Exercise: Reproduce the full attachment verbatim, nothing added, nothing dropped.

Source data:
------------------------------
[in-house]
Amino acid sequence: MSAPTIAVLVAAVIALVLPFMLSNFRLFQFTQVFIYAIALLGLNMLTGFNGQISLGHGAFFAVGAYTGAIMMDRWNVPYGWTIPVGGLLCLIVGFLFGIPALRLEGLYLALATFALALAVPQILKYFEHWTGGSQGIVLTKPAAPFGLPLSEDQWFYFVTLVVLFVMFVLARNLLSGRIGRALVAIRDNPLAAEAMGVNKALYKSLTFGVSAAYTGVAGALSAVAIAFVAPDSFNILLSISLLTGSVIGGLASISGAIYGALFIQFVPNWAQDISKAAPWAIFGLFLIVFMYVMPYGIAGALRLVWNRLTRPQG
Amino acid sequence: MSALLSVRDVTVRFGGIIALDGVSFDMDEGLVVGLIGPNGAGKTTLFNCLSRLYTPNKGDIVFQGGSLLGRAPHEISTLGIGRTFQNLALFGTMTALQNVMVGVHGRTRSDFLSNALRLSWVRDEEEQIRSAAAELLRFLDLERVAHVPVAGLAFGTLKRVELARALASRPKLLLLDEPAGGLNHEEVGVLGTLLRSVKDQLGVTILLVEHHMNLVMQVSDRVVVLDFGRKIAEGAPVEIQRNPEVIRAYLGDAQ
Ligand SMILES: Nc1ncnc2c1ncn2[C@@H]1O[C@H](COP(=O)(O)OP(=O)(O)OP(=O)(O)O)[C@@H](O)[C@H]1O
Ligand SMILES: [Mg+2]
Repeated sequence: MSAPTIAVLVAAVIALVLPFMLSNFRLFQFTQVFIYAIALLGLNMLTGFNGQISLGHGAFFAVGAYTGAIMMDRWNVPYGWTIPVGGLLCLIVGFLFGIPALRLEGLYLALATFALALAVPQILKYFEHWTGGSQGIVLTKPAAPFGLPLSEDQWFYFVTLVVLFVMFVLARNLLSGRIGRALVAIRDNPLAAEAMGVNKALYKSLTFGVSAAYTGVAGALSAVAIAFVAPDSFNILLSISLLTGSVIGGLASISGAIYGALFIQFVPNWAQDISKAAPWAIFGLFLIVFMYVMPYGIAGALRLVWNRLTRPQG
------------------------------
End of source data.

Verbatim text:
[in-house]
Amino acid sequence: MSAPTIAVLVAAVIALVLPFMLSNFRLFQFTQVFIYAIALLGLNMLTGFNGQISLGHGAFFAVGAYTGAIMMDRWNVPYGWTIPVGGLLCLIVGFLFGIPALRLEGLYLALATFALALAVPQILKYFEHWTGGSQGIVLTKPAAPFGLPLSEDQWFYFVTLVVLFVMFVLARNLLSGRIGRALVAIRDNPLAAEAMGVNKALYKSLTFGVSAAYTGVAGALSAVAIAFVAPDSFNILLSISLLTGSVIGGLASISGAIYGALFIQFVPNWAQDISKAAPWAIFGLFLIVFMYVMPYGIAGALRLVWNRLTRPQG
Amino acid sequence: MSALLSVRDVTVRFGGIIALDGVSFDMDEGLVVGLIGPNGAGKTTLFNCLSRLYTPNKGDIVFQGGSLLGRAPHEISTLGIGRTFQNLALFGTMTALQNVMVGVHGRTRSDFLSNALRLSWVRDEEEQIRSAAAELLRFLDLERVAHVPVAGLAFGTLKRVELARALASRPKLLLLDEPAGGLNHEEVGVLGTLLRSVKDQLGVTILLVEHHMNLVMQVSDRVVVLDFGRKIAEGAPVEIQRNPEVIRAYLGDAQ
Ligand SMILES: Nc1ncnc2c1ncn2[C@@H]1O[C@H](COP(=O)(O)OP(=O)(O)OP(=O)(O)O)[C@@H](O)[C@H]1O
Ligand SMILES: [Mg+2]
Repeated sequence: MSAPTIAVLVAAVIALVLPFMLSNFRLFQFTQVFIYAIALLGLNMLTGFNGQISLGHGAFFAVGAYTGAIMMDRWNVPYGWTIPVGGLLCLIVGFLFGIPALRLEGLYLALATFALALAVPQILKYFEHWTGGSQGIVLTKPAAPFGLPLSEDQWFYFVTLVVLFVMFVLARNLLSGRIGRALVAIRDNPLAAEAMGVNKALYKSLTFGVSAAYTGVAGALSAVAIAFVAPDSFNILLSISLLTGSVIGGLASISGAIYGALFIQFVPNWAQDISKAAPWAIFGLFLIVFMYVMPYGIAGALRLVWNRLTRPQG